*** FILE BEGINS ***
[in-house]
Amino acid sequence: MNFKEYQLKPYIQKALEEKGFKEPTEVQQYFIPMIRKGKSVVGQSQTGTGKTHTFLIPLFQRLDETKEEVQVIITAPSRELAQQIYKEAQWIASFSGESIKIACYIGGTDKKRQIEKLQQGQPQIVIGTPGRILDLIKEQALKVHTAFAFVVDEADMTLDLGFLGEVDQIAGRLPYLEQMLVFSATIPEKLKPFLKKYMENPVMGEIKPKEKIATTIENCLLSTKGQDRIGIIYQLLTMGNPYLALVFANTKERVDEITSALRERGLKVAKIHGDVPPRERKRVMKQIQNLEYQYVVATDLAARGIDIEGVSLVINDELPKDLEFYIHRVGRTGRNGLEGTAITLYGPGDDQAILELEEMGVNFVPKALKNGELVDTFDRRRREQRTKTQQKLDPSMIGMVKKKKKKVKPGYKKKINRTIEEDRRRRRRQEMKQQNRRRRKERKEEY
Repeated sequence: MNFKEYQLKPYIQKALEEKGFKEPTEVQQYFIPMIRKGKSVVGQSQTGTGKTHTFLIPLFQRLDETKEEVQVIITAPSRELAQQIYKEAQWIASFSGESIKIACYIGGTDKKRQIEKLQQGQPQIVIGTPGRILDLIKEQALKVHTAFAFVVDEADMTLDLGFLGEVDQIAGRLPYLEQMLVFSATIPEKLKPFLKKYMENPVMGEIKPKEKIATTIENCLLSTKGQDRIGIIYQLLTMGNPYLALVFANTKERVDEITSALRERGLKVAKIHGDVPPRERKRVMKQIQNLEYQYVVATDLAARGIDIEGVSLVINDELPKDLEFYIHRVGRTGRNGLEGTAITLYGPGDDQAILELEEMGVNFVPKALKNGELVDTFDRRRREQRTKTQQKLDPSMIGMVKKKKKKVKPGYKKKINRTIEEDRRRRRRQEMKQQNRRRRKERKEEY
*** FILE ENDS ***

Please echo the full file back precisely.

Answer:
[in-house]
Amino acid sequence: MNFKEYQLKPYIQKALEEKGFKEPTEVQQYFIPMIRKGKSVVGQSQTGTGKTHTFLIPLFQRLDETKEEVQVIITAPSRELAQQIYKEAQWIASFSGESIKIACYIGGTDKKRQIEKLQQGQPQIVIGTPGRILDLIKEQALKVHTAFAFVVDEADMTLDLGFLGEVDQIAGRLPYLEQMLVFSATIPEKLKPFLKKYMENPVMGEIKPKEKIATTIENCLLSTKGQDRIGIIYQLLTMGNPYLALVFANTKERVDEITSALRERGLKVAKIHGDVPPRERKRVMKQIQNLEYQYVVATDLAARGIDIEGVSLVINDELPKDLEFYIHRVGRTGRNGLEGTAITLYGPGDDQAILELEEMGVNFVPKALKNGELVDTFDRRRREQRTKTQQKLDPSMIGMVKKKKKKVKPGYKKKINRTIEEDRRRRRRQEMKQQNRRRRKERKEEY
Repeated sequence: MNFKEYQLKPYIQKALEEKGFKEPTEVQQYFIPMIRKGKSVVGQSQTGTGKTHTFLIPLFQRLDETKEEVQVIITAPSRELAQQIYKEAQWIASFSGESIKIACYIGGTDKKRQIEKLQQGQPQIVIGTPGRILDLIKEQALKVHTAFAFVVDEADMTLDLGFLGEVDQIAGRLPYLEQMLVFSATIPEKLKPFLKKYMENPVMGEIKPKEKIATTIENCLLSTKGQDRIGIIYQLLTMGNPYLALVFANTKERVDEITSALRERGLKVAKIHGDVPPRERKRVMKQIQNLEYQYVVATDLAARGIDIEGVSLVINDELPKDLEFYIHRVGRTGRNGLEGTAITLYGPGDDQAILELEEMGVNFVPKALKNGELVDTFDRRRREQRTKTQQKLDPSMIGMVKKKKKKVKPGYKKKINRTIEEDRRRRRRQEMKQQNRRRRKERKEEY